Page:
According to the producers of American Beauty, the title can take on at least three meanings. It could be the roses that Carolyn Burnam (Annette Benning, The Siege, In Dreams) grows in her front yard, or it could represent Angela (Mena Suvari, American Pie, Kiss the Girls), the young high school vamp that tries to seduce Carolyn's husband Lester (Kevin Spacey, LA Confidential, A Bug's Life). Or, it could be a reference to what we think is beautiful in our lives, in respect to the American dream. American Beauty dares you to attempt to categorize it. Is it a dark comedy? Yes. Is it a serious drama about a family? Yes. It is also much more. The new film by first time movie director Sam Mendes (Broadway's The Blue Room and the revival of Cabaret) is a complex treat.
Lester is beginning to realize that his life is hell. His marriage has no true feeling, his daughter hates him, and he hates his job at a magazine. Carolyn is controlling and obsessed with trying to best real estate rival Buddy Kane (Peter Gallagher, of the upcoming The House on Haunted Hill). Their daughter Jane (Thora Birch, Alaska and the upcoming Dungeons and Dragons) feels extremely ordinary aside her friend Angela, who aspires to be a model. Moving in next door is Ricky Fitts (Wes Bentley, Beloved), a teen that sells drugs and tapes everything he sees. His father introduces himself as 'Colonel Fitts, USMC' (Chris Cooper, October Sky, The Horse Whisperer). "Look Closer" proclaims the scrap of paper on Lester's cubicle wall. He realizes that he is far from happy, and the last time he was happy was around the time he was in college. He quits his job, and begins fantasizing about Angela. Carolyn's mantra is "to be successful, one must project an aura of success," which, when she discovers also isn't working, so she begins an affair with Kane. Jane feigns disgust at Ricky's constant videotaping of her, but secretly is happy that she is being noticed.
Screenwriter Alan Ball scores a double whammy with American Beauty debuting shortly before a television series of his, Oh Grow Up on ABC. The script here is thought provoking and completely unpredictable. Ball and Mendes continually set you up for what seems like a predictable story, then completely and unexpectedly turn things around. Although Ball and Mendes are almost toying with us, it is refreshing to experience something new when going to the movies. Moments of near hilarity are juxtaposed with very emotional scenes that almost hurt to watch. None of these characters are can be judged for who they are on the surface. Upon closer inspection, the people in American Beauty are not people that we watch in the movies, they are much closer to who we are. We all know the feelings of disillusionment and isolation felt by each character in the movie. Each character goes upon their own quest to find true happiness, something that we can all identify with.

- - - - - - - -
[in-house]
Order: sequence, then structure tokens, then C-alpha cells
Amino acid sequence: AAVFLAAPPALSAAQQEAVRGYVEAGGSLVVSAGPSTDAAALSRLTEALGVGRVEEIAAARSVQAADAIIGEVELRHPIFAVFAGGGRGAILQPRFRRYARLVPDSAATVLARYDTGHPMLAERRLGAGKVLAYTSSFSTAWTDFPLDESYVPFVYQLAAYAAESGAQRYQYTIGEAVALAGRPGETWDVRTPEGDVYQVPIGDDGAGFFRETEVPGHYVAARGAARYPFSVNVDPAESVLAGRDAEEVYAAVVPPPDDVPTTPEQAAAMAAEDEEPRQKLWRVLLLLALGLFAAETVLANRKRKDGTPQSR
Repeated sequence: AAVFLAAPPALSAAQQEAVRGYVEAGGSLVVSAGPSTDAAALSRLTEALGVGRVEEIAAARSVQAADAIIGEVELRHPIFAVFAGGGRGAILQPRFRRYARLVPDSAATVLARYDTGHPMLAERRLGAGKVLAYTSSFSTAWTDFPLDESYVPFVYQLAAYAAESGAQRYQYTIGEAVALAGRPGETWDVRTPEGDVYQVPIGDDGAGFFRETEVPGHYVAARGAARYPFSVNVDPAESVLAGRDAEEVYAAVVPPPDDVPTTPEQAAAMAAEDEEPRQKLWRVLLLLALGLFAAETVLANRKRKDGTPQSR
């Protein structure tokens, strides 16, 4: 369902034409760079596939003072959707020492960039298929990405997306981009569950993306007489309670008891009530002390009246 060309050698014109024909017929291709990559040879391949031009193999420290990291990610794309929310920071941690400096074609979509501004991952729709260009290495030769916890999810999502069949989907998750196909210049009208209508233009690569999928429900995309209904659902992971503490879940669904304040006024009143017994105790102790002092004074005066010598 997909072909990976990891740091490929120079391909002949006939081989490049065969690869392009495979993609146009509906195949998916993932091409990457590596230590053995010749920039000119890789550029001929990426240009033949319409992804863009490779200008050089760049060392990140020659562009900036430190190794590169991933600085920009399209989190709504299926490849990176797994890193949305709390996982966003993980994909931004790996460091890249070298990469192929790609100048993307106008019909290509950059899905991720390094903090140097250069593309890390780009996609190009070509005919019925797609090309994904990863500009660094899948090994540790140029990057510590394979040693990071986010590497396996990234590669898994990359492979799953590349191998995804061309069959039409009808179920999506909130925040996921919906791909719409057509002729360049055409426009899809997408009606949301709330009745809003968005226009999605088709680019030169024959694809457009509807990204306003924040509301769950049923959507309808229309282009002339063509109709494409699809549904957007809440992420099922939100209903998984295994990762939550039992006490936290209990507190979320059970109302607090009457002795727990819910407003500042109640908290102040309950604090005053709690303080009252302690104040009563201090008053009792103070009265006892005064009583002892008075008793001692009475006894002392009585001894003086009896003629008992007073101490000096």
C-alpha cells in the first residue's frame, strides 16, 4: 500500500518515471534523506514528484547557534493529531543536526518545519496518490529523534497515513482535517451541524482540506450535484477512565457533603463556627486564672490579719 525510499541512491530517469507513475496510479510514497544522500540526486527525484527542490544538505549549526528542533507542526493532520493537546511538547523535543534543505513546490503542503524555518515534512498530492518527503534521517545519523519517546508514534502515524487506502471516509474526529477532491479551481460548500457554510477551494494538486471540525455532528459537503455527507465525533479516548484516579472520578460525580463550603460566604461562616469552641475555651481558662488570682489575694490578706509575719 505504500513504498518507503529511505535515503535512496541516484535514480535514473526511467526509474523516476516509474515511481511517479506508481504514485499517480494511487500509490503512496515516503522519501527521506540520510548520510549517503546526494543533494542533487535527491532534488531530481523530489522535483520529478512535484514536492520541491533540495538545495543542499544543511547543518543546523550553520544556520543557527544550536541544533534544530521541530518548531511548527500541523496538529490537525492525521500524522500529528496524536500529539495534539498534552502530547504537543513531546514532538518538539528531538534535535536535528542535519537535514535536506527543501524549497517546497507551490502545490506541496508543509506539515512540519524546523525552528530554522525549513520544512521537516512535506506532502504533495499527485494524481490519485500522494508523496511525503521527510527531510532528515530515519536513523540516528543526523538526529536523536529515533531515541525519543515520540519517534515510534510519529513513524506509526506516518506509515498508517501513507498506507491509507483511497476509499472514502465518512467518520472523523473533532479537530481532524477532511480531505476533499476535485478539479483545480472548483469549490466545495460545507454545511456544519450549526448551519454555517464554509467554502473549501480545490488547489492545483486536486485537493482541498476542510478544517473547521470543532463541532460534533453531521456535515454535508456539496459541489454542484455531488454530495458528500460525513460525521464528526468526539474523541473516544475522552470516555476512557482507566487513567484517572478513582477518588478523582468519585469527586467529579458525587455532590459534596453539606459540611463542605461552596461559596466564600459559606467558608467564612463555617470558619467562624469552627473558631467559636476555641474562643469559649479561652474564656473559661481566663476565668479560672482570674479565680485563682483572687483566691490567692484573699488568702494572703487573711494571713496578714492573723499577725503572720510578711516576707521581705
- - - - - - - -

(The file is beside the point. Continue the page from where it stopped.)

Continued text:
The superb acting complements the Mendes' direction and Ball's script. Spacey and Benning both start on a low energy level. Everyone, especially his family, considers Lester a loser. As each person begins to realize what they truly want, their actions become increasingly over the top. Spacey begins working out to impress Angela. Benning retreats further into her ideal of the perfect marriage. By the end of the movie, they are essentially crazy, but their transformation is completely believable. Bentley and Birch give much more subdued performances, with Jane character slowly realizing that being ordinary may be a good thing, and Ricky trying to live his life in the presence of his overbearing father. Chris Cooper in another one of his many supporting roles is excellent as he usually is. His Col. Fitts is a man also is also slowly realizing that he is living in denial.
The one category that American Beauty does not defy is that it is a good movie. Now that the summer movie season is over, movies that are more serious and that deserve merit can be released, and American Beauty is a good movie to begin the Oscar season.
|Haro Rates It: Really Good|
|1 hour, 58 minutes, Rated R for strong sexuality, drug content, and language.|
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